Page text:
Sequential topoisomerase targeting and analysis of mechanisms of resistance to topotecan in patients with acute myelogenous leukemia

Biren Saraiya, Murugesan Gounder, Jayeeta Dutta, Ahamed Saleem, Celeste Collazo, Luz Zimmerman, Ahamed Nazar, Mecide Gharibo, Dale Schaar, Yong Lin, Weichung Shin, Joseph Aisner, Roger Strair, Eric H. Rubin

Research output: Contribution to journalArticlepeer-review

13 Scopus citations

Abstract

Resistance to topoisomerase I (TOP1)-targeting drugs such as topotecan often involves upregulation of topoisomerase II (TOP2), with accompanying increased sensitivity to TOP2-targeting drugs such as etoposide. This trial was designed to investigate sequential topoisomerase targeting in the treatment of patients with high-risk acute myelogenous leukemia. An initial cohort of patients received topotecan and cytosine arabinoside daily for 5 days. Serial samples of circulating mononuclear cells were examined to evaluate peak elevations of TOP2-α protein expression. In subsequent cohorts, etoposide was administered daily for 3 days, beginning 6 h after initiation of the topotecan infusion. The etoposide dose was escalated to determine a maximum-tolerated dose. Circulating mononuclear cells were analyzed for TOP1 mutations and ABCG2 protein expression. In addition, systemic and intracellular topotecan concentrations were measured. Thirty-one patients were enrolled. On the basis of TOP1-α protein levels in three patients with peripheral blast counts greater than 50%, etoposide administration began 6 h after initiation of the topotecan/cytosine arabinoside infusion. Using this schedule of administration, the maximum-tolerated dose of etoposide was 90mg/m2. No TOP1 mutations were identified, but increases in ABCG2 expression during the infusion were observed in mononuclear cells from two of four evaluable patients. Administration of etoposide 6 h after initiation of a topotecan/cytosine arabinoside infusion is feasible and is associated with clinical activity. Analysis of TOP2-α protein levels in this small number of patients indicated that peak increases occurred earlier than expected based on earlier publications. Upregulation of ABCG2 was detected in circulating cells and may represent an inducible form of drug resistance that should be investigated further.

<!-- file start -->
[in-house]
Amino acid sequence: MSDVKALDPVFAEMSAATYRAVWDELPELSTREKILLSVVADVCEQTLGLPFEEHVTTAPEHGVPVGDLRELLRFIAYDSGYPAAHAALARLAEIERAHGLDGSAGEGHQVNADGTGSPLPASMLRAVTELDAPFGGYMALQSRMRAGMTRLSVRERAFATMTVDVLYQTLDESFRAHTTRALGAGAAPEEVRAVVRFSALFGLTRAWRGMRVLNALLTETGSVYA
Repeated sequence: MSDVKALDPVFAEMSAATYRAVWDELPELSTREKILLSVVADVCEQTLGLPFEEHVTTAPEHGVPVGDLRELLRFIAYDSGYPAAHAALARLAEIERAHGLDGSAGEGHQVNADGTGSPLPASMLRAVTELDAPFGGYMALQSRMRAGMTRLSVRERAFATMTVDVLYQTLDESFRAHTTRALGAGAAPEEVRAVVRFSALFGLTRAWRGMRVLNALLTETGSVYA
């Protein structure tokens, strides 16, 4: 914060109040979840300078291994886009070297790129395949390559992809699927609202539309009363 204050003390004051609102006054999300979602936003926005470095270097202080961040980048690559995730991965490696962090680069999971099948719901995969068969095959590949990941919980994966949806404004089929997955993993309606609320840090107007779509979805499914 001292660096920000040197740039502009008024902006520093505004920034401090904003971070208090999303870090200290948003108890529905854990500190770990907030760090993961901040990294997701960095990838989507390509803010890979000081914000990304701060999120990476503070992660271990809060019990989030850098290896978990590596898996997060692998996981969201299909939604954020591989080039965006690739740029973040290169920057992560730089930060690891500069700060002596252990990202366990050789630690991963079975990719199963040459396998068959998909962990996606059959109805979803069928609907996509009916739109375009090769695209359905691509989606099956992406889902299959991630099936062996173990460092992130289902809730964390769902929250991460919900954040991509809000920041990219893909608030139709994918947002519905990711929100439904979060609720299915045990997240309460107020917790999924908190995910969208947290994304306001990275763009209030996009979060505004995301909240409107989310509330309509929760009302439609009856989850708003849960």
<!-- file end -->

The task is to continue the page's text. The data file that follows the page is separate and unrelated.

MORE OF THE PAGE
Original languageEnglish (US)
Pages (from-to)411-420
Number of pages10
JournalAnti-Cancer Drugs
Volume19
Issue number4
DOIs
StatePublished - Apr 2008

All Science Journal Classification (ASJC) codes

  • Oncology
  • Pharmacology
  • Pharmacology (medical)
  • Cancer Research

Keywords

  • ABCG2
  • Efflux protein
  • Leukemia
  • Phase i clinical trial
  • Topoisomerase
  • Topotecan

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